Parenting is one of the most difficult jobs in the world, let alone co-parenting complicating things even further. Sharing the duties of deciding what’s best for your child with another person sometimes feels like a constant battle; but what if this relentless problem-solving was so difficult because you’re dealing with a narcissist?
Narcissism is a personality disorder that, according to Sane.org, affects less than 1% of the population (though 50-75% of diagnosed narcissists are men). Symptoms of a narcissistic personality disorder include a lack of empathy, a need for constant attention, a strong sense of entitlement, and truly does not understand how they could be wrong in any situation. They also have little motivation to change, do not take responsibility for their actions, can be superficial, overconfident, and sometimes even forceful when having a discussion.
The first and most important thing to understand when co-parenting with a narcissist is to ignore their attempts to make you feel guilty. Narcissists will try every trick in the book to gain the upper hand in a situation that’s supposed to be co-operative. They will bring up anything from the past to use against you. In their mind, the one time you were five minutes late three weeks ago is enough evidence to say you’re irresponsible. They might further do this through guilt trips, backhanded comments, or even by manipulating others to make you feel isolated, powerless. If this happens, just walk away. Giving in to their deceitful and hurtful behavior provides narcissists the attention they crave, meaning that they will repeat these kinds of actions every time they want control. The less of a spotlight you give them, the less they can manipulate you.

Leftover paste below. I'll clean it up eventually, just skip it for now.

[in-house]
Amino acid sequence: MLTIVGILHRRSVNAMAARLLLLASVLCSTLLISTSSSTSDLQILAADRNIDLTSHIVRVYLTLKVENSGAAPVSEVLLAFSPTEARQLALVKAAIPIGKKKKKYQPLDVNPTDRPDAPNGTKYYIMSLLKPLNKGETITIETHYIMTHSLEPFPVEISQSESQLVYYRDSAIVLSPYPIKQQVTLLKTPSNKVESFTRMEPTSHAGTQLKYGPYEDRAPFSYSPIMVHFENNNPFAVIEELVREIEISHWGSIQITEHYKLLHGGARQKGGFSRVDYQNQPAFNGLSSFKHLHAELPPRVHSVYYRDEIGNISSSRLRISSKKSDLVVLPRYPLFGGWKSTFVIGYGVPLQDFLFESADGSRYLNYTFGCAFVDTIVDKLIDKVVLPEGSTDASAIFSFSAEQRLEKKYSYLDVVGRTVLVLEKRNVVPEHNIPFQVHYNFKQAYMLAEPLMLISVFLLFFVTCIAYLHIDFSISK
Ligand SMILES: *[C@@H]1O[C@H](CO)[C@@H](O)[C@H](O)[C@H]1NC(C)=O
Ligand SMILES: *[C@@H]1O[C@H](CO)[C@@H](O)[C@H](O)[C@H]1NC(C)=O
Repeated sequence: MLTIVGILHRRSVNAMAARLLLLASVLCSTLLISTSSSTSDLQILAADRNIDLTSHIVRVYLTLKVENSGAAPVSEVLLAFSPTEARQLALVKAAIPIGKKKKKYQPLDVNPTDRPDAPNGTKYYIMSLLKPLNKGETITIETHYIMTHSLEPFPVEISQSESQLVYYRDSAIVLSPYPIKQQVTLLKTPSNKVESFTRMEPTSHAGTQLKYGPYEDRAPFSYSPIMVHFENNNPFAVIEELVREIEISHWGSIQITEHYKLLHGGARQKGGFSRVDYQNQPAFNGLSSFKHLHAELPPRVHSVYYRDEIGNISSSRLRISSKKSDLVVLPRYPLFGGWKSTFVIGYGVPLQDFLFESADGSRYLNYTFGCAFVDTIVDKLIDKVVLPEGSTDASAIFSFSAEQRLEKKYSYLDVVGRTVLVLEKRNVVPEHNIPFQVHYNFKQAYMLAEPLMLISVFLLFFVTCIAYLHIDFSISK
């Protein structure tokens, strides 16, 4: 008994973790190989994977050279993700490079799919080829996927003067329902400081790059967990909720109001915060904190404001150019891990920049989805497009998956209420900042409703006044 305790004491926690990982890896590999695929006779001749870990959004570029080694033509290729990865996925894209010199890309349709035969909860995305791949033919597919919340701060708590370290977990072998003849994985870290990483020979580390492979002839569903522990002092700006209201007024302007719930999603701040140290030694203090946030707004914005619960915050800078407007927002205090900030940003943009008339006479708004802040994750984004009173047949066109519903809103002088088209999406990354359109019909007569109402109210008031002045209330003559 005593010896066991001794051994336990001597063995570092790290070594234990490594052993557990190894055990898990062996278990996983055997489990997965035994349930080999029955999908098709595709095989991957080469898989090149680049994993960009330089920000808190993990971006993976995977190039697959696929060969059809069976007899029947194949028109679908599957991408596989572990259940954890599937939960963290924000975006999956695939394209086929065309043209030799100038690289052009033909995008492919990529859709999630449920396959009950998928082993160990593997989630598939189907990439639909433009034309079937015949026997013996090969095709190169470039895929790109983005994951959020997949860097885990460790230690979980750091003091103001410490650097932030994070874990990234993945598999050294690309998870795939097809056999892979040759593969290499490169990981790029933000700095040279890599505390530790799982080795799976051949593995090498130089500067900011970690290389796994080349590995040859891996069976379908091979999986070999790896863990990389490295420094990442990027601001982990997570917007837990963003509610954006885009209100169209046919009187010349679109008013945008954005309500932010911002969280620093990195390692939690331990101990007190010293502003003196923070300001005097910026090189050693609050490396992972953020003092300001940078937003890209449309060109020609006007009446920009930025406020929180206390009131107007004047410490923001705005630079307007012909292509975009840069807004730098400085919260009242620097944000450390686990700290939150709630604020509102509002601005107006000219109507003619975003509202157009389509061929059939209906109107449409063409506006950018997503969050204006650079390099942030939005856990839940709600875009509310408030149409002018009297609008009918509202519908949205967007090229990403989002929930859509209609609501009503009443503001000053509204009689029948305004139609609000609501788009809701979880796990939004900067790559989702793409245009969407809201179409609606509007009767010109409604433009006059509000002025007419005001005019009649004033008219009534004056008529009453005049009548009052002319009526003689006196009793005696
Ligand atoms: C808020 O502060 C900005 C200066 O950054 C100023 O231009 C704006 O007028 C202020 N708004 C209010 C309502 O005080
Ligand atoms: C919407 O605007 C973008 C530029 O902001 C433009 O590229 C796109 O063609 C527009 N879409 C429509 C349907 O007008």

Some of the most difficult topics to tackle while co-parenting surround schooling, electronics, acceptable forms of discipline, and health matters. Narcissists take the stubborn position of ‘it’s my way or the highway,’ and can make decisions based on what best aligns with their personal beliefs rather than what is best for their child. Narcissists also refuse to change their mind after settling on a solution, even if that solution has obvious flaws. When attempting to talk about and resolve issues surrounding schools, discipline, or any other co-parenting problem, don’t be afraid to be blunt, confident, and the voice of reason. While the narcissist plays their game, you have the opportunity to support your child and ensure that what’s being decided is in their best interest.
Overall, when co-parenting with someone as difficult as a narcissist, try and minimize contact and set rules for both yourself and your former spouse. The less emotion you give a narcissist, the less control they have. Conversations about your child can quickly turn into a debate, but keep the conversation centered around what’s best for your child and not about the narcissist himself. You’re not here to talk about him, you’re here to talk about your son or daughter. Furthermore, don’t pity your co-parent or criticize them in front of your child. Since half of the co-parenting duo isn’t pulling their weight, that means you must be even more mature and level-headed when trying to make decisions.
Co-parenting already seems like a constant battle, but co-parenting with a narcissist is even more difficult. In summary, don’t give in to any of the narcissists mind games. Understand that their difficult behavior isn’t going to stop anytime soon, but don’t let their self-absorbed nature negatively affect your child. As difficult as it is, try to limit communication and stay goal oriented. They might be playing a game, but you’re trying to do what’s best for your child.